Adams took the witness stand in his own defense and denied involvement in the crime. The defense noted that there were inconsistencies between the facts and the confession. Adams first said the victim was male and that he entered the home through a rear door, although Ulfers was female and entry was through the front door. Adams' initial statement misstated what was stolen from the house, the day of the crime, the time of the crime and that his gun was a .38 caliber pistol when the bullets that killed Ulfers were .32-caliber. In addition, the transcript of the interrogation showed that Adams said he shot Ulfers four times, although she had actually been shot seven times. These inconsistencies were corrected in a second statement that detectives recorded after they took Adams out of the jail cell to the scene of the crime and brought him back to the jail.
Adams told the jury that the detectives gave him drugs and alcohol, fed him details of the crime and promised that he would be released if he confessed and implicated Calcagno and Dupart. The defense tried to call Calcagno as a witness because he allegedly had admitted that he took part in the crime but Adams did not. When Calcagno asserted his Fifth Amendment right to not incriminate himself and refused to testify, the defense attempted to call two other witnesses to testify that Calcagno had made that admission to them, but the trial judge refused to admit the testimony.
In August 1983, the jury convicted Adams of first-degree murder committed during a burglary. He was sentenced to life in prison without parole.
In 1989, the Louisiana Supreme Court reversed the conviction and ordered a new trial. The court held that the judge had erroneously allowed copies of Adams’ confession to go into the jury room.
In July 1990 Adams went on trial for the Ulfers' murder for the fourth time. The prosecution had reduced the charge to second degree murder. Adams was convicted again, largely on the basis of his confession, by a jury verdict of 10-2 and he was sentenced to life in prison.
In 2006, Cathy Ulfers’ husband, Ronald, who had retired as a police officer in 1989, was convicted and sentenced to life in prison for murdering his second wife, Debra, whose body was found floating face-down in the canal behind their home in 1996.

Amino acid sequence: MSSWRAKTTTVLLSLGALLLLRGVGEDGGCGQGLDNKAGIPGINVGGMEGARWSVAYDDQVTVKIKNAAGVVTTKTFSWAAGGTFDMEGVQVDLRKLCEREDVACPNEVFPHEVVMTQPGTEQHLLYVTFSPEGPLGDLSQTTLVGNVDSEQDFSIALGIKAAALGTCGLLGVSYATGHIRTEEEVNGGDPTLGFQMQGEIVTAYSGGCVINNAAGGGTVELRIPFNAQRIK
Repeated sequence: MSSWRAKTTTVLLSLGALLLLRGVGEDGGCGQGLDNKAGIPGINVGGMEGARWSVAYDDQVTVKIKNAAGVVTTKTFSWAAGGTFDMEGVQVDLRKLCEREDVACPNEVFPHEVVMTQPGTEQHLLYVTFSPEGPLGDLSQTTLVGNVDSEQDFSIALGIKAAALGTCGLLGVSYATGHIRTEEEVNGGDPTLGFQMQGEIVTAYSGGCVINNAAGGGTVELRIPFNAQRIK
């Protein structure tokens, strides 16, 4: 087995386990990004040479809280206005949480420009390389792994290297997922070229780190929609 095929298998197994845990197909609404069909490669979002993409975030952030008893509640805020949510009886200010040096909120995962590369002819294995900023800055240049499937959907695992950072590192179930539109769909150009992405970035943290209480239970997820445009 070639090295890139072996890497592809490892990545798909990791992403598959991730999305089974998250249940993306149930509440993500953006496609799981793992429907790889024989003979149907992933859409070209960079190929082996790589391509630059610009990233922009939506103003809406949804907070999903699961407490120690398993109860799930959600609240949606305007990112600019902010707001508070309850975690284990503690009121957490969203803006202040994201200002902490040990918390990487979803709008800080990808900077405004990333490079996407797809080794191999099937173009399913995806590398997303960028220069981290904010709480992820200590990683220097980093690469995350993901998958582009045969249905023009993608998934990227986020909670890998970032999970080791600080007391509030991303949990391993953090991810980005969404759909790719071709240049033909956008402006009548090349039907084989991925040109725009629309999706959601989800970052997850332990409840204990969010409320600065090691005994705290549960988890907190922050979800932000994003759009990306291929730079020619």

In 2013, lawyers at the Innocence Project New Orleans began re-investigating Adams’ case and discovered the documents showing that the murder weapon had been recovered and linked to Roland and Alice Burns. These documents showed that the testimony by Venezia and Ruiz that neither the murder weapon nor any of the stolen property was ever located was false. The documents also revealed that the prosecution had knowingly told Adams' defense attorneys that no evidence was ever recovered and that no forensic examination, including ballistics testing, had been conducted.
On May 2, 2014, the lawyers contacted Orleans Parish District Attorney Leon Cannizzaro to inform him of their discovery. Just 10 days later, on May 12, 2014, Cannizzaro and Innocence Project New Orleans lawyers filed a joint motion to vacate Adams’ conviction. The judge granted the motion, the charge was immediately dismissed and Adams was released.
“I will not tolerate intentional misconduct on the part of police or prosecutors,” Cannizzaro said in a statement that apologized to Adams for an unfair trial and an unjust conviction. Cannizzaro said the prosecutors’ handling of the case was “shameful. Not only did their intentional acts harm Reginald Adams, who was wrongfully incarcerated for more than three decades, but also it denied this community any opportunity to hold the real perpetrator criminally responsible for this violent crime.”
In 1999, Bodenheimer was elected judge in Jefferson Parish. In 2003, he pled guilty to federal corruption charges and was sentenced to 46 months in prison.
– Maurice Possley